The Boss Dog: a Book in Review Part 1
This September, I read The Boss Dog by M.F.K. Fisher, and I found the book to be a fascinating look at Provencal France through the writer's use of vignettes, particularly of Aix and its people, and these vignettes were lovely indeed.
For example, Aix is described as, "One of the rare towns that improve. The more you know it, the better and finer and rarer and more satisfying it grows, like . . . people, wines, cheeses, and books. (Page 45) and its Cours Mirabeau is depicted as, "the most beautiful main street in the world. A great many people have said so, in prose and verse and even poetry, for hundreds of years, and have seldom been contradicted, except perhaps on the dueling field." (Page 13) .
I liked how the three travelers, a mother and her two young daughters, had a wonderful journey, "Most people who wander together have good things happen to them." (Page 1) . Also, I enjoyed that over the course of the small novel, the family went from being strangers to part of the community and at home in their new surroundings, "They felt at home, which is a fine way to feel in any country or language." (Page 6) . "I've always felt completely at home in this charming little old citadel,' Anne went on." (Page 111) . The author continues in the same vein as she describes a restaurateur and her friendliness toward the family, "She rushed toward them with a shriek of uncalculated friendship: they were, she was in the habit by now of reassuring her faithful customers, her foreigners. And the children liked her because she was so honest about it and about that one ear which apparently had a big bite or slice or hunk out of it, which she did not attempt to hide under her hair. (Page 77) . "'Gone, you can't go. You just came,' Madame said, looking sternly at them. 'You are my foreigners.'" (Page 110) .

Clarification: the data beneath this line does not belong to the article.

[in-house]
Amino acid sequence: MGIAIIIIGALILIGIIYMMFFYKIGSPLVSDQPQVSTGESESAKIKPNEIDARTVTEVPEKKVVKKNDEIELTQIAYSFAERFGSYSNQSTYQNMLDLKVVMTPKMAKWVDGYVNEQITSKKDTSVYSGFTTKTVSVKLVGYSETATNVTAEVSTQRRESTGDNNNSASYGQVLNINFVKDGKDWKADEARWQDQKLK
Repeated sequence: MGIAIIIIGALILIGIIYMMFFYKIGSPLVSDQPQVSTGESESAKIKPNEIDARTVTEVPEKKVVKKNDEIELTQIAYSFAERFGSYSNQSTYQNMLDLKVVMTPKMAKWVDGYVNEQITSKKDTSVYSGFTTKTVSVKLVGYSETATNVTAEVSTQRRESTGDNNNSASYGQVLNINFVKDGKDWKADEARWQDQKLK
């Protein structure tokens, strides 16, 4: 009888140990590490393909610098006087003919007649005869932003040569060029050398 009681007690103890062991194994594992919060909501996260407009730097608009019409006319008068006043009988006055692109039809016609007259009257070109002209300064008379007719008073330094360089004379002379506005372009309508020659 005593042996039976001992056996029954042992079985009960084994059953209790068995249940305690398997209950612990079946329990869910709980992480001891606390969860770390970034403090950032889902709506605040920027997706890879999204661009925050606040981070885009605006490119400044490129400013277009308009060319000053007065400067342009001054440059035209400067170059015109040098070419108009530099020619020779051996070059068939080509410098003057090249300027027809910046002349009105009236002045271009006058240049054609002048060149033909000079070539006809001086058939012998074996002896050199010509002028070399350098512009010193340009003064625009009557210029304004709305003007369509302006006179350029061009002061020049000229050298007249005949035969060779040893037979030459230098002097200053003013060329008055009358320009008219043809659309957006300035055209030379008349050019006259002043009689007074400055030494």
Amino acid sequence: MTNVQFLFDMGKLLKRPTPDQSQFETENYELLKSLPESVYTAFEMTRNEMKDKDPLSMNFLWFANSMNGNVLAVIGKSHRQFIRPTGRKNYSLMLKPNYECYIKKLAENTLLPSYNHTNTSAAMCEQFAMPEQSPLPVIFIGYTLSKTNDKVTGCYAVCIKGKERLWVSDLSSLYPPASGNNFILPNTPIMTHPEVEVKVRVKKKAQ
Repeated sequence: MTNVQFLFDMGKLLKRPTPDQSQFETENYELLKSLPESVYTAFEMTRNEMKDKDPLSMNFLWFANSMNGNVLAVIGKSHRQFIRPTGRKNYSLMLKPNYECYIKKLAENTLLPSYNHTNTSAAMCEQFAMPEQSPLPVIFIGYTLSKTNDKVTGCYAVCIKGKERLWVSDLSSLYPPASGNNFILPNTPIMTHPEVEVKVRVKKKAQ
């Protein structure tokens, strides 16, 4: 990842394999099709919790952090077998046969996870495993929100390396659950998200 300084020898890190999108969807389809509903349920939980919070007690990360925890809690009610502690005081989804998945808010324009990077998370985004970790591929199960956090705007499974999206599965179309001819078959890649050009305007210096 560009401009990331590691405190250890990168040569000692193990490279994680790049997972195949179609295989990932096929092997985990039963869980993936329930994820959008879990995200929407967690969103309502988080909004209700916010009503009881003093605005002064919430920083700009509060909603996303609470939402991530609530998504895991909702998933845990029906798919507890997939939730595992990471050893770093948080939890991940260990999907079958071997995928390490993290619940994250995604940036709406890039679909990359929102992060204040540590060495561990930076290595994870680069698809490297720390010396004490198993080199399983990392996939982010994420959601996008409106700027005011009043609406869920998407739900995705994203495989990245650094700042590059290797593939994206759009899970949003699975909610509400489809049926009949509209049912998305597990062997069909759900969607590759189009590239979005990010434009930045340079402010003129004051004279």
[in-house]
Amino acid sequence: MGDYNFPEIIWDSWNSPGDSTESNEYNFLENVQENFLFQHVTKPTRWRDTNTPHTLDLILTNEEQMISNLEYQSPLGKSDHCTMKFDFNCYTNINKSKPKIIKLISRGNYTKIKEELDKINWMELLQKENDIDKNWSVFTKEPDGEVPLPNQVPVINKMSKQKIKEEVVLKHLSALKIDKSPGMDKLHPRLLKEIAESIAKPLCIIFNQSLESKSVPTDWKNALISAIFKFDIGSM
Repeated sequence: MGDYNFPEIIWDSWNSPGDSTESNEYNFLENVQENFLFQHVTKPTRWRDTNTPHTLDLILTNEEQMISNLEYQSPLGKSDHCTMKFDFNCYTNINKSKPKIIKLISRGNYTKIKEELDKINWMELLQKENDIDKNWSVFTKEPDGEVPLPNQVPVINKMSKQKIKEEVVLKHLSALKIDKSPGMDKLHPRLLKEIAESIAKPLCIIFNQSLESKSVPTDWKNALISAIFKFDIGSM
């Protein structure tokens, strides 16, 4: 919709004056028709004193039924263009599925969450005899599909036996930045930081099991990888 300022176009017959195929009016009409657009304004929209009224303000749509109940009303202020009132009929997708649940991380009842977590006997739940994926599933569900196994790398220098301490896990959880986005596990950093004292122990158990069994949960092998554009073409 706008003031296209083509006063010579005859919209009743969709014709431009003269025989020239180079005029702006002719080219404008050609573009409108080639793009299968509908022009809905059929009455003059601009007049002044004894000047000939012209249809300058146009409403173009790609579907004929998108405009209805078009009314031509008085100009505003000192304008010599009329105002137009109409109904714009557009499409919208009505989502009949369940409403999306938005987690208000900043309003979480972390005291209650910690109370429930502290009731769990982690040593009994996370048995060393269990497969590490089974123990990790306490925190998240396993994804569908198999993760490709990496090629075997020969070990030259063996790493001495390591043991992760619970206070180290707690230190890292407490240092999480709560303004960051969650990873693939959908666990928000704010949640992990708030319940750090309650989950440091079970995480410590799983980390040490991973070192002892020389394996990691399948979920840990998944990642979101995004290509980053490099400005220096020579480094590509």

I enjoyed how the book ended with fond memories of Aix as the travelers left, "and even the gay sound of the four dolphins and of all the other fountains splashing under the silken whisperings of the millions of plantain leaves in the golden air of Aix could not drown and cover the laughter of the three travelers who had stayed there as long as they could . . .." (Page 114) .
I found it interesting that, in real life, M.F.K. Fisher moved with her daughters from California to France, where they lived on-and-off for five years in Provence because of the quality of education, which went through until evening; but also, included a two-hour lunch break that she was able to share with her daughters. If you find the wonderful and it works, then stay with the wonderful!
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